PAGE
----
The work of the Commission in 1997 was concerned with three areas: the nomenclature of crystallography in n-dimensions; the formulation of a clear and unambiguous nomenclature for each phase formed in a sequence of phase transitions; and active cooperation with COMCIFS on matters of nomenclature. The first two activities are in the hands of specialists, the last in that of a Commission Observer, see below. All communications within the Commission and its committees were by e-mail except for subgroups that met in July 1997 in Nijmegen, The Netherlands, in December 1997 in Paris, France, and in August 1997 in Geneva, Switzerland. The lack of new concerns brought before the Commission for consideration during the year probably reflects a current absence of nomenclature conflict in the crystallographic literature.
The Subcommittee on the Nomenclature of n-Dimensional Crystallography [see Acta Cryst. (1996), A52, 91-124 for membership] considered and improved several drafts of their first Report on point-group transformations, families, systems and geometric crystal classes during the year. Following vigorous discussion about such matters as the use of the overbar in the symbol for orthogonal transformations in n dimensions, the setting of lattices in 4, 5 and 6 dimensions, family ordering in these dimensions, and the distinction between the terms `lattice system' and `point-group system', a formal ballot showed the emergence of a rather high level of consensus. The Report is expected to be ready for submission to the Commission early in 1998. The nomenclature to be recommended for arithmetic crystal classes, centring symbols, Bravais classes and space groups in higher dimensions will be presented in a subsequent Report.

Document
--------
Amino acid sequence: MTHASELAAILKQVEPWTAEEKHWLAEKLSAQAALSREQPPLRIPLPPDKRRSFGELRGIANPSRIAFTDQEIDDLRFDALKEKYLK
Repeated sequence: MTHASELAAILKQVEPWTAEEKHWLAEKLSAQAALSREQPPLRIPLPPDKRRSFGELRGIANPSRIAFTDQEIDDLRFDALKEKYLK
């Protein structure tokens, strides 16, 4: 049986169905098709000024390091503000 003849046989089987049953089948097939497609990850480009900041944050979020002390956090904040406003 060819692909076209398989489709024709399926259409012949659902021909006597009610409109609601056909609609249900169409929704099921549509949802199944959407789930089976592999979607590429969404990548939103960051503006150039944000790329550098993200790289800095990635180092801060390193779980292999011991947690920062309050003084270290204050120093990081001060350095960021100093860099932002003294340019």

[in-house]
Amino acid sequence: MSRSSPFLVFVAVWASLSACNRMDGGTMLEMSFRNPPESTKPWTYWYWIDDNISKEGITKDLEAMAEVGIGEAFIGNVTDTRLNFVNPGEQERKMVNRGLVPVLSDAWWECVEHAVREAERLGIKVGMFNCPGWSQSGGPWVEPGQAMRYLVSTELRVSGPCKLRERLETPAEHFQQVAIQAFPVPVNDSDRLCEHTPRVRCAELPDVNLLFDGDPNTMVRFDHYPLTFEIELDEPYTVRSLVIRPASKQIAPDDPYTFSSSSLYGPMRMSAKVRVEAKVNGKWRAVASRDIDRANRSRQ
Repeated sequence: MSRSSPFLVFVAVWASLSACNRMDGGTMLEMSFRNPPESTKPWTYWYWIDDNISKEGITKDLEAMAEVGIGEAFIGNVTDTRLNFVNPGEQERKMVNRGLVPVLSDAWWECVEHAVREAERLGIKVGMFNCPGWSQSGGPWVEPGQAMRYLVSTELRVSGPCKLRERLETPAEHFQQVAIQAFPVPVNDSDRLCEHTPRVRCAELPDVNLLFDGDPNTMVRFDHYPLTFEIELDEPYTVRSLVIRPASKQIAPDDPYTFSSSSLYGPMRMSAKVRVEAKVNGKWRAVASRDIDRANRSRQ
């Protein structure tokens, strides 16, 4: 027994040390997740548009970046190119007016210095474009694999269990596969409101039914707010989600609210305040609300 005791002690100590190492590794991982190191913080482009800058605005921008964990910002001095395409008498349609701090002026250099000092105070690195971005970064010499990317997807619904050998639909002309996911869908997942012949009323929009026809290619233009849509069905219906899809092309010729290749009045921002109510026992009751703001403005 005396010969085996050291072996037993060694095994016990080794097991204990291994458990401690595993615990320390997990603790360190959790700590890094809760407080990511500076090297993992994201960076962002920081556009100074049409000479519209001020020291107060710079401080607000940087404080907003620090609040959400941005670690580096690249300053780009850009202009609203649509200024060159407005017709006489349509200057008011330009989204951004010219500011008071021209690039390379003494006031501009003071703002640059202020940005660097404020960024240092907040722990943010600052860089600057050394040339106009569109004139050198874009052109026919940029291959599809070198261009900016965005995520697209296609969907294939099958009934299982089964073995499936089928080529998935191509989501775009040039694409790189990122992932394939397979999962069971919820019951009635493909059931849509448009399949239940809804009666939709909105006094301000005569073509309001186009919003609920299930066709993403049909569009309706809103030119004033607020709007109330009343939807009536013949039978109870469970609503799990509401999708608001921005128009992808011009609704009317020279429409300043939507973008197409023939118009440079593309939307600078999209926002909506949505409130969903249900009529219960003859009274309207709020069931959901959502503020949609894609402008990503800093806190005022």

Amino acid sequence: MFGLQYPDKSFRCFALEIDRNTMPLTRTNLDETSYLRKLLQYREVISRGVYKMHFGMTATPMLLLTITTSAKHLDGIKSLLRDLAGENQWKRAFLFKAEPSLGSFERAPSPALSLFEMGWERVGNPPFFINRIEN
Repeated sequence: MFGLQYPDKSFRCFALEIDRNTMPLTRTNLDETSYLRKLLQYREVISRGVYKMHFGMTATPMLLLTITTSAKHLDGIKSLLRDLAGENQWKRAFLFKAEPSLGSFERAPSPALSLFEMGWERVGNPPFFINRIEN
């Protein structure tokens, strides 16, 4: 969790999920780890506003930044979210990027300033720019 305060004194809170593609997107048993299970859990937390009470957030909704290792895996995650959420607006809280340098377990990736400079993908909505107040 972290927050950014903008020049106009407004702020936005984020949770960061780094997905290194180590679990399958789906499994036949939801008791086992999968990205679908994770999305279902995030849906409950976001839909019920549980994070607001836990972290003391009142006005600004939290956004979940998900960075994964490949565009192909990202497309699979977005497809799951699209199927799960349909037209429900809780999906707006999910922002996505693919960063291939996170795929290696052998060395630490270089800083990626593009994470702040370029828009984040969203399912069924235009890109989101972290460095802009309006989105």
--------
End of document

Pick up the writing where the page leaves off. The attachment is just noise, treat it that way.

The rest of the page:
The primary concern of the Working Group on Phase Transition Nomenclature [see Acta Cryst. (1996). A52, 91-124, also (1997). A53, 822 for membership] is formulation of a unified, informative and unambiguous notation for each phase in the sequence that a material may form as a function of temperature and/or pressure. The resulting notation has to be clearly superior to the many ambiguous and uninformative notations that are widely used in the current literature. The innovative nomenclature that has evolved during discussions of the Working Group meets these objectives with a six-field notation, each field with a meaning that is intuitively clear while simultaneously presenting highly characteristic phase information. A first Report is expected to be submitted to the Commission for action early in 1998. Extension of this nomenclature to certain long-period or polytype structures, such as SiC or ZnS, and to quasicrystalline phases will be treated in a subsequent Report.
The Commission Observer [see Acta Cryst. (1997). A53, 822] has noted that COMCIFS continues to be very active, posting a slightly modified version of the Core CIF dictionary, version 2.0.1, and the new Powder CIF dictionary, version 0.996, on the CIF web site. No issues concerning nomenclature have arisen.
In addition to a listing of all members on the Commission's attractive home page at
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